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A Brighter Future for Orphans in Lesotho

Orphans_in_Lesotho
The small mountainous nation of Lesotho, landlocked by its neighbor South Africa, is home to two million people. According to UNICEF, of these, more than 40 percent live below the international poverty line.

Lesotho is also home to the second highest adult prevalence of HIV/AIDS in the world, leaving more than 150,000 children orphaned and under-prepared or unable to enter school.

In the rural districts of Lesotho, where three-fourths of the population resides, residents depend primarily on herding livestock and cultivating agriculture to support their families.

Unfortunately, food shortages aren’t uncommon in the region, and according to Lesotho’s Ministry of Social Development, during times of shock and hardship, children are often pulled from school, put to work in the fields and have less access to health care.

With the additional strain placed on relatives taking in children that have been orphaned or sent away by their families during hardships, the risk of worsening food insecurity often becomes a reality.

In 2009, the European Union joined forces with Lesotho’s government to create a program in support of orphaned and vulnerable children.

Simply titled, the Child Grants Programme (CGP), the project is designed to give cash grants to improve the nutrition, health care and education of vulnerable children.

Since its introduction, CGP has made a noticeable impact on the overall well-being of those who participate in the program. After receiving the grants, families are more able and likely to invest in the children in their care.

According to the most recent data from 2014, CGP is responsible for an increase in birth registrations by 37 percent, a 15 percent decrease in childhood death under the age of five and an increase in school enrollment of boys by 6 percent.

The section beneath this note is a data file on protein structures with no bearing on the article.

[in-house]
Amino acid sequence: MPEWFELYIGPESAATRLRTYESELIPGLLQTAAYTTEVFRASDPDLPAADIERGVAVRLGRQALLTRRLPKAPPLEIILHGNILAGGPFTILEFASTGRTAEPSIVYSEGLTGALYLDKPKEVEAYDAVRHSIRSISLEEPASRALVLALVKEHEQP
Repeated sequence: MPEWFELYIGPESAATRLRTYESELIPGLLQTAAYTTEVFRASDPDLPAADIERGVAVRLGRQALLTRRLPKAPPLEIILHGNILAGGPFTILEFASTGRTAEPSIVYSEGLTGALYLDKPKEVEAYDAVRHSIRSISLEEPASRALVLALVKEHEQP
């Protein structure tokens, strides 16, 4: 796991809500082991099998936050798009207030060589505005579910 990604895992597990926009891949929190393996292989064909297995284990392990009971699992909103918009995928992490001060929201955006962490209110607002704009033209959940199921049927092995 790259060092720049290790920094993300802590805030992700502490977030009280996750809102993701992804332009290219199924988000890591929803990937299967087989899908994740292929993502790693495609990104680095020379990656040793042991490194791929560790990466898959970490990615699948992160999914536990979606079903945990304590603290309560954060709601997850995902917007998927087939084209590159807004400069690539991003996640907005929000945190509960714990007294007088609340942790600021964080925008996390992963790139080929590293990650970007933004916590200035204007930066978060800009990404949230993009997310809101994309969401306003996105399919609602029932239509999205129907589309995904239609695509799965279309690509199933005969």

As a nation where nearly 23 percent of children ages 5-14 work, and where boys, in particular, are more likely to leave school in order to work, an increase in boys’ enrollment in school is a critical indicator in the program’s success.

Since March 2014, CGP has been extended to nearly 20,000 families throughout the nation. The Ministry of Social Development reported that CGP has not only benefit the direct recipients of the grants but also their communities.

“The CGP had a significant impact in strengthening the informal sharing arrangements in the community,” The Ministry reported, “particularly around food.”

The program, originally funded by donations in partnership with the European Commission and UNICEF-Lesotho, is now fully-funded and operated by the Lesotho’s government. Due to its success and positive results in the 10 districts in which it is currently operating, the government is considering offering CGP as a nationwide program.

Lesotho hopes that the program will begin to stimulate the economies of the beneficiaries by having an influx of cash to spend within their communities at local businesses as they purchase goods and services.

Although it is too soon to know if CGP will greatly change or transform Lesotho’s economy, the program has already benefited and elevated the lives of approximately 65,000 children.

Claire Colby

Sources: CIA World Factbook, Kingdom of Lesotho, The Guardian, UN, UNICEF
Photo: worldglobetrotters